But, even at seven months, she was still up to her old tricks. A text message came in from her one night at 7:30 p.m.

“Aye, if Lance ask if I was with you last night, say yes, we went by Miss Sheila for fish.”

I rolled my eyes and continued watching the news. Lately, every week I had a new lie to tell Lance.

But as she came closer to her due date, she grew frantic. Her calls were frequent and often she would tell me how scared she was that the baby would look like its father. And when the baby came, all seven pounds of her, she was beautiful; her name was

Michaela. I was relieved that she was light-skinned: her nose and lips were shaped just like her mothers’, but secretly I had hoped that the baby would be nothing like her.

Lance however, seemed happy, but from time to time, disappointment clouded his countenance. His face grew darker, he stank of alcohol and he never really wanted to hold Michaela. It wasn’t until the afternoon Tammie was due to be discharged, that I understood the reason behind this change.

As I left the maternity ward, he skipped down the stairs, two by two, shouting my name and was out of breath by the time he reached me. “Aye Shana, hear dat” he tried to regain his breath, “a padna’ of mine tell me something but I just can’t believe it.” My heart began to beat so hard, I was afraid Lance was hearing it too. “He say my child not mine, is a boutine I have; you know about that?”

Beads of sweat ran down my back, “Me!?” I placed my hands on my chest and acted surprised, “What nonsense mate talking? So whose child then, since he know so much?” That was my best comeback and I sucked my teeth to make it more believable.

“He tell me some Rasta, a Rasta on the block claiming my child.” I had never seen that look on Lance’s face before. His ever constant, big smile was gone, now replaced with the looks of confusion and hurt.

“Well, I don’t know anything about that, eh. Mate lie.”

No, I was the liar. My friend did cheat on him, many times, but what was I supposed to do, tell him the truth?

He looked relieved, but as I walked away, something just told me he knew I was lying.

The weeks dragged by and Lance grew more distant, more silent. He wasn’t his jolly old self. The change in his spirit was evident, he scared me, and Tamara felt it too. She would tell me that he would come home without saying good night and constantly ignored the little girl. He would get so irritated by the child’s crying that in the middle of the night he would leave. I did my best to assure her that things would get better.

It was a few months later, the day before Michaela’s christening, it was late and Lance hadn’t returned for the day; Tammie was worried. Her phone calls to him kept going to voicemail and none of Lance’s friends had seen him either.

“Well, hear dat, I will take Michaela and let my mother comb her hair before we come down, O.K.?” I went to the kitchen to pack my god-daughter’s bag. Tammie nodded but I saw that did little to help her. Her face was lined with worry and she had become pale. I didn’t know how to help my friend. The once carefree Tamara, who always did as she pleased, was now fearful.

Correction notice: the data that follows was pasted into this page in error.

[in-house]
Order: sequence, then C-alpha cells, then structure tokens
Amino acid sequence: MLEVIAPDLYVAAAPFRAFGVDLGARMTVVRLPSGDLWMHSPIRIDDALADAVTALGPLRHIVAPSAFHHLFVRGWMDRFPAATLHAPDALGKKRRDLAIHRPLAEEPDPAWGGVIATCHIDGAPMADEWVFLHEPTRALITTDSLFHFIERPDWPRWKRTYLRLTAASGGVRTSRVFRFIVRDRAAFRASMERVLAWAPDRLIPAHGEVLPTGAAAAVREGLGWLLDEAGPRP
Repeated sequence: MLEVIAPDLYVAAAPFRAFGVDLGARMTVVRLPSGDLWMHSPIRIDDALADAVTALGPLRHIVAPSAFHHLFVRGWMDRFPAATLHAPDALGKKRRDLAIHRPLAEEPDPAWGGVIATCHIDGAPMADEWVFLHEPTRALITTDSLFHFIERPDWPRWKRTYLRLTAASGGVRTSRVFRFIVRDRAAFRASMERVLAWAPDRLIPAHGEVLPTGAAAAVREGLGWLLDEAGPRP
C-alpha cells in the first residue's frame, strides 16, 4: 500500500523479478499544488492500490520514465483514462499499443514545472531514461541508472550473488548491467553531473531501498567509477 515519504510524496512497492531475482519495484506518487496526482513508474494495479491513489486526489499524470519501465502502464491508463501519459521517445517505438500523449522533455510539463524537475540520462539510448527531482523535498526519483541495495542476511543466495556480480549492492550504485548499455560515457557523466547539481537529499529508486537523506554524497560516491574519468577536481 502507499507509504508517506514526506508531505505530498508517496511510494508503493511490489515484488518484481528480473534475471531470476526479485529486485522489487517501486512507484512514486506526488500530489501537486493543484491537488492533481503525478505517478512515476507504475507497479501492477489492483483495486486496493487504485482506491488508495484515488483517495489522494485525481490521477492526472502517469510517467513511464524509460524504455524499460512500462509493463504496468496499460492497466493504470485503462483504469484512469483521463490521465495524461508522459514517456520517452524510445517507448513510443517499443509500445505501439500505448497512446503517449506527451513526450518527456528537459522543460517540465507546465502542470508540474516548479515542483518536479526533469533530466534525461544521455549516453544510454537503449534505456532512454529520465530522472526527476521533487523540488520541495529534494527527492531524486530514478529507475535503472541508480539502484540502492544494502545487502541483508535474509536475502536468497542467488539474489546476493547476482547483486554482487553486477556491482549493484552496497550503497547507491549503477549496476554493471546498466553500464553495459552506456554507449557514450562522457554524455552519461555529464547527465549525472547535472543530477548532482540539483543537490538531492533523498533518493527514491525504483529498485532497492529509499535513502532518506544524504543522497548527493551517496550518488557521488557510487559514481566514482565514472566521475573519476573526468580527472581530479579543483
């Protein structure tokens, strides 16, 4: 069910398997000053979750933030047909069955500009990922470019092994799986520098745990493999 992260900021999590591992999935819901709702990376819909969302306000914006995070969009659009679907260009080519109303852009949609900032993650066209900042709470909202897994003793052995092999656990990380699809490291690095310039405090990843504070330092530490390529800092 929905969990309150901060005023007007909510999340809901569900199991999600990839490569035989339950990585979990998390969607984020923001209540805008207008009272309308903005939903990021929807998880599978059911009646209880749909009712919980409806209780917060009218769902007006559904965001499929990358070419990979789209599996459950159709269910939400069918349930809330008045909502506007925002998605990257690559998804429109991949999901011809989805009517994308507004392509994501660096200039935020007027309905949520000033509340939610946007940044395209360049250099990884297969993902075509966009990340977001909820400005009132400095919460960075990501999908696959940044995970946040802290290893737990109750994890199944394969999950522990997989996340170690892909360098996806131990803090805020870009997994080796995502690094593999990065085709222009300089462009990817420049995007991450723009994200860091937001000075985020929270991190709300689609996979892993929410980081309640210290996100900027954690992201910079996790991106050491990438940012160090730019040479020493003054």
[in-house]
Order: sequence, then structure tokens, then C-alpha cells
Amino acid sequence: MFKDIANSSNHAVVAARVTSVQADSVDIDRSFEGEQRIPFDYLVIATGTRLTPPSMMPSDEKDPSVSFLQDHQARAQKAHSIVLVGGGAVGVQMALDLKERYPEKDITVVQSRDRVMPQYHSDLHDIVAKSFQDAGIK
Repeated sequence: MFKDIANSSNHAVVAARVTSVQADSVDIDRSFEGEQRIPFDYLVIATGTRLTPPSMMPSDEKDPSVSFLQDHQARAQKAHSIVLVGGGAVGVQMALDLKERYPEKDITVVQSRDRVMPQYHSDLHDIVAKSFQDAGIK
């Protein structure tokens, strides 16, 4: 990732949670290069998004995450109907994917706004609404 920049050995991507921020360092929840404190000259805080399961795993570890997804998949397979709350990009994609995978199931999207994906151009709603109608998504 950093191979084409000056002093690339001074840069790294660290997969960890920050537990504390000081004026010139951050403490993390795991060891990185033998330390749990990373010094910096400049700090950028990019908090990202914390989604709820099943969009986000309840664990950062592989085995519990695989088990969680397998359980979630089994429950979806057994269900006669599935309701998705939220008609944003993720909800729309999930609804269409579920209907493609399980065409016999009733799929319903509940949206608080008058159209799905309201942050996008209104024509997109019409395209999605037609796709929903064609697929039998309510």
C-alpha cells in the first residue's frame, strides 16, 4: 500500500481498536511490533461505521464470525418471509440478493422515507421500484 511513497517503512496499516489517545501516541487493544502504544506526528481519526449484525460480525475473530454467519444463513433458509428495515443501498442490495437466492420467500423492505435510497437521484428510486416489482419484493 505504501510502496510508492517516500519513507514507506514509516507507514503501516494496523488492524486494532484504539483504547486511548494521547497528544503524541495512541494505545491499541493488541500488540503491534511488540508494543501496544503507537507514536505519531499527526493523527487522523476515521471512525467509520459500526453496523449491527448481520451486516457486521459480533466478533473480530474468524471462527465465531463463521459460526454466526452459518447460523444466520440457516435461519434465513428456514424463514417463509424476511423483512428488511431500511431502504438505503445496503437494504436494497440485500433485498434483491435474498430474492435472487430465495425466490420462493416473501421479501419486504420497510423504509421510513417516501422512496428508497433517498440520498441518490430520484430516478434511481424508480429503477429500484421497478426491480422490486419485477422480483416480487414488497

She gave that little girl a long kiss and said tenderly, “I love you.”

Later in the evening, I awoke to some commotion outside. “Whoa, whoa, whoa you think the man bong’ to do the girl dat!?” Sirens wailed and loud cries filled the air. I ran outside to see what had happened. Everyone turned to me as I came down the creaking stairs. I was nervous.

“Mum, what happen? Why y’all crying like dat’?” I scanned their faces for an answer but was afraid of what I might hear.

“Sha, sit down deh, ok?” I began to shake, why should I sit down. “Something happen—”

“Something like what?”

“Something happen in de village.” My mother pressed her lips together, walked towards me and held my hand. Her hand was cold and sweaty. I felt a gentle breeze working its way up my back, goose pimples covered my skin.

“Lance lose his head with all that nonsense about him feeding a next man child.”

My breathing became heavy.

“He—”

“He kill Tammie and shoot himself.”

The next thing I knew, I was on the ground screaming, “No! You lie! Not my friend, not my friend!” The tears came pouring out. “Lance, what my friend do you! What my friend do you!”

I was inconsolable. “Drop me! Just drop me! Let me go and see my friend. Let me go!” It couldn’t be true. I kicked at one of the ladies who held me, she landed on a pile of trash bags. I didn’t care. Seconds later, I was down the hill.

The red lights from the ambulance flashed eerily onto the wooden structures that lined the alley way. I could see them: the ambulance people, in their white suits, at her door.

Everyone just stood there in shock. “Dat’ Lance do de girl?” People still couldn’t believe it. “He could’ve just left her.”

“Excuse me! Excuse me!” I pushed my way through the throng of villagers.

Blood. I saw the blood dripping down the porch stairs, just everywhere, and I saw her, almost naked, lying there—lifeless. I dropped to my knees. “Tamara! Tamara!” I cried. “No! No not my friend, not my friend.” I cried so much that I threw up.

In my grief, I lost consciousness. When I opened my eyes, I saw that little girl, the boutine with her big, bright eyes smiling at me, so unaware, so innocent. I kissed her, and she laughed, then I cried. She was the best decision Tammie ever made. Although she was another man’s blood, she became mine that day.